• Hemiplegia (paralysis) on the contralateral side, particularly affecting the lower part of the face, arm, and hand.

• Contralateral sensory loss in corresponding areas.

• Contralateral homonymous hemianopia, characterized by visual field deficits affecting the same half of the visual field in both eyes.

• MCA strokes tend to impact the face and arm more severely than the leg.

• In cases where the stroke affects the left (dominant) brain hemisphere, aphasia may occur, involving partial or total loss of language communication. Since most individuals are left-hemisphere dominant, expect patients with right-sided weakness to exhibit aphasia.

Anterior Cerebral Artery (ACA)

The anterior cerebral artery (ACA), a branch of the internal carotid artery, supplies the anterior medial portions of the frontal and parietal lobes. Symptoms associated with ACA strokes include:

• Contralateral leg weakness and sensory loss.

• Cognitive and behavioral changes.

Posterior Cerebral Artery (PCA)

The posterior cerebral artery (PCA), originating from the top of the basilar artery, nourishes the medial occipital lobe and inferior and medial temporal lobes. PCA distribution commonly results in visual deficits, specifically contralateral homonymous hemianopia. 

Vertebrobasilar Strokes:

• Cerebellar strokes often lead to impaired balance and coordination, known as ataxia.

• In brain stem strokes, signs and symptoms vary based on the specific stroke location. Possible manifestations include hemiparesis or quadriplegia, sensory loss affecting half or all four limbs, double vision, slurred speech, impaired swallowing, and decreased level of consciousness. An alternating stroke, in the context of the brainstem, typically refers to a stroke where symptoms manifest on the contralateral (opposite) side of the body from the lesion, and on the ipsilateral (same) side for certain cranial nerve-related symptoms. This term reflects the alternating pattern of motor and sensory pathways in the brainstem.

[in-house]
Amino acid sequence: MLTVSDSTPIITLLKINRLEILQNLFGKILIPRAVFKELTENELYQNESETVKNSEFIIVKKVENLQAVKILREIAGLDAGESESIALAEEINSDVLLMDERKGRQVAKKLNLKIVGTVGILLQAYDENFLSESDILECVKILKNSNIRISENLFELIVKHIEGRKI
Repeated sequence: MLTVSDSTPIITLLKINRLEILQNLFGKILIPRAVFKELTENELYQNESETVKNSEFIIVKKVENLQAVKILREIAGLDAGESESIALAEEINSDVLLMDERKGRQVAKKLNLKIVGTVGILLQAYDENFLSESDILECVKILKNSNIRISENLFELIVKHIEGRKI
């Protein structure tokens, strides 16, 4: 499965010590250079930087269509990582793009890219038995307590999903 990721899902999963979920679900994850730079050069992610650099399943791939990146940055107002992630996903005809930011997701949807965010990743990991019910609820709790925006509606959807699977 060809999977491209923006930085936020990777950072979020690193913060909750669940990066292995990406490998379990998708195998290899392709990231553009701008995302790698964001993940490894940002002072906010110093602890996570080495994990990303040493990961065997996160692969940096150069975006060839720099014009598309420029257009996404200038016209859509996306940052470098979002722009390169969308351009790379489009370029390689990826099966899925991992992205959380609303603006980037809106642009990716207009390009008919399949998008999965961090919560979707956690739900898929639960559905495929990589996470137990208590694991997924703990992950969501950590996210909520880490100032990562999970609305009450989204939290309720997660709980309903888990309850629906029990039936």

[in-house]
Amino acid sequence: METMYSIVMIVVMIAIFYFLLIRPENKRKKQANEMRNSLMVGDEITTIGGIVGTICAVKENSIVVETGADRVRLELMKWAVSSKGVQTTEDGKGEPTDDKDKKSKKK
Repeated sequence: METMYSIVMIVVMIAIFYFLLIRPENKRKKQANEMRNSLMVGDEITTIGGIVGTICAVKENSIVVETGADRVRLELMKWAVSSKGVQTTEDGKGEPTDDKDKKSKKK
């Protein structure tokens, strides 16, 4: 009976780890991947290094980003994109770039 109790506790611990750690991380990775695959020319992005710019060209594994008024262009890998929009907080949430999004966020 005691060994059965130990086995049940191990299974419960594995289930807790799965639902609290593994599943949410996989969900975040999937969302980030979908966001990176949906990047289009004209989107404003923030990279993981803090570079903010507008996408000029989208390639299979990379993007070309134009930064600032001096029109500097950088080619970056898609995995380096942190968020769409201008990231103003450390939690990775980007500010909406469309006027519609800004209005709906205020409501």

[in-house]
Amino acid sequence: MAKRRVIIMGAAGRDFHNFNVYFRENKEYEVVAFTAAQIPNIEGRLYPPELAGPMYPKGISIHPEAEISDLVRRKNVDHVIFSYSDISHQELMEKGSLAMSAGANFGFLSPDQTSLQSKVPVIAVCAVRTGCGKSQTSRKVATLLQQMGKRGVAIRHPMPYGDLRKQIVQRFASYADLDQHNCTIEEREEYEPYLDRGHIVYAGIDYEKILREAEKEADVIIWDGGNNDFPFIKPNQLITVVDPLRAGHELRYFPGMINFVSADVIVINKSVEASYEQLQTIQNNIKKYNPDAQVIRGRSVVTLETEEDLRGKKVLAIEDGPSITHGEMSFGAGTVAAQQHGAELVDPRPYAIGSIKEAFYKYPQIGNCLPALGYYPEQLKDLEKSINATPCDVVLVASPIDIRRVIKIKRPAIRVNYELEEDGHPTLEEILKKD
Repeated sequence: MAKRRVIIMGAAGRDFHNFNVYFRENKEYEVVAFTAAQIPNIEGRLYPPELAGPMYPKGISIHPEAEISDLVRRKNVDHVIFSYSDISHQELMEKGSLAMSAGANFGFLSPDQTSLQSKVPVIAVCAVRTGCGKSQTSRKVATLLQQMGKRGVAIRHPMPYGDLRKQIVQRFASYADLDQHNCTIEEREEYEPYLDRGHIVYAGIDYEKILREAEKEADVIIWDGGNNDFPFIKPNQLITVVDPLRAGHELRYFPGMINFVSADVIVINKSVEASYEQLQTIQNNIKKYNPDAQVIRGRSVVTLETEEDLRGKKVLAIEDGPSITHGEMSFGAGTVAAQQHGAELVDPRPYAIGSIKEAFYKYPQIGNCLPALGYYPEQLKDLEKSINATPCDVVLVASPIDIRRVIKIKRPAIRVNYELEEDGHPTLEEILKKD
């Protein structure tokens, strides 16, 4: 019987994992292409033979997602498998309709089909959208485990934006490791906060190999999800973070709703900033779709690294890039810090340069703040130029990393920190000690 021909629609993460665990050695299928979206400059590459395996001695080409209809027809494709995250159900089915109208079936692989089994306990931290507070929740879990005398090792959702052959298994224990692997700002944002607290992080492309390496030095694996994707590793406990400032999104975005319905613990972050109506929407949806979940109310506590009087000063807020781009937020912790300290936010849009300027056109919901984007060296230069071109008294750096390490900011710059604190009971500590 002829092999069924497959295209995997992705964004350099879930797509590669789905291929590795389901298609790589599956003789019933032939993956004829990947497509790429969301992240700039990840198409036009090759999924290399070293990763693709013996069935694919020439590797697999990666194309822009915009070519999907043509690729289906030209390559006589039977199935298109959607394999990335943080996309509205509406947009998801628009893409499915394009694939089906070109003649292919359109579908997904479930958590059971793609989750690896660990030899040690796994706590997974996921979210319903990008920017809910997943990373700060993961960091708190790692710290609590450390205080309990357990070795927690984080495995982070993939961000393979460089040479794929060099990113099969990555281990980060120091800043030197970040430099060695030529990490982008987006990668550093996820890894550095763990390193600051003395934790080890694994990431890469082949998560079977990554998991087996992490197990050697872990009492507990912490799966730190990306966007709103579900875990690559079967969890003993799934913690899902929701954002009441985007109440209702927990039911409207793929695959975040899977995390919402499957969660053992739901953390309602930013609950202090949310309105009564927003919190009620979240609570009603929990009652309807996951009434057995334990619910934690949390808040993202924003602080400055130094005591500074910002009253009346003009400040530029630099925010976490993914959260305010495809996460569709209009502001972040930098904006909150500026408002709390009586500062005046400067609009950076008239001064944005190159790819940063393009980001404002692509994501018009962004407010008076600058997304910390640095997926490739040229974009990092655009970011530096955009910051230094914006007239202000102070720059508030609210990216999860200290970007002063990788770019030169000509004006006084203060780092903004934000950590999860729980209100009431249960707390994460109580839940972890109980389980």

Other symptoms of stroke can be

• Dizziness or vertigo

• Nausea and vomiting

• Complete paralysis of one side of the body

• Difficulty of swallowing (dysphagia)

• Confusion and trouble speaking or understand speech 

• Seizures

• Memory loss

• Headaches (Usually sudden and severe)

• Loss of consciousness

• Coma

Warning Signs

It is imperative for every healthcare provider to promptly recognize stroke symptoms. The BE FAST acronym serves as a helpful tool for rapid stroke evaluation and is widely employed worldwide.


• B: Balance – Sudden loss of balance or coordination.

• E: Eyes – Sudden vision changes or loss in one or both eyes.

• F: Face – Facial drooping, particularly on one side.

• A: Arms – Sudden weakness or numbness in one or both arms.

• S: Speech – Difficulty speaking or slurred speech.

• T: Time – Time is critical; seek immediate medical attention if any of these signs are observed.

Recognizing these warning signs promptly and taking swift action can significantly improve the chances of positive outcomes for individuals experiencing a stroke.


Clinical examination remains the cornerstone, as the prompt recognition and response to stroke symptoms significantly influence patient outcomes. The gold standard for imaging diagnosis is a non-contrast CT scan, swiftly identifying areas of infarction. This aids healthcare providers in making informed decisions about treatment and management. It is noteworthy that in the initial hours, a brain CT scan may appear normal with no evident areas of infarction. While this doesn’t exclude an ischemic stroke, it helps eliminate other conditions that can mimic ischemic stroke, such as brain hemorrhage.

Management of the Patient

Time is critical in stroke management. Swift evaluation is imperative, especially as certain treatments, like thrombolytic therapy, are most effective within the first few hours after symptom onset. The concept of “time is brain” underscores the urgency of early intervention to minimize potential damage.

Calculating Stroke Onset

Determining the time of stroke onset is pivotal for treatment decisions. Clinically, the time of stroke onset is defined as the last moment the patient was seen as normal. This information is crucial in establishing eligibility for time-sensitive interventions, emphasizing the BE FAST approach for quick stroke evaluation.

Stroke Severity

National Institutes of Health Stroke Scale (NIHSS)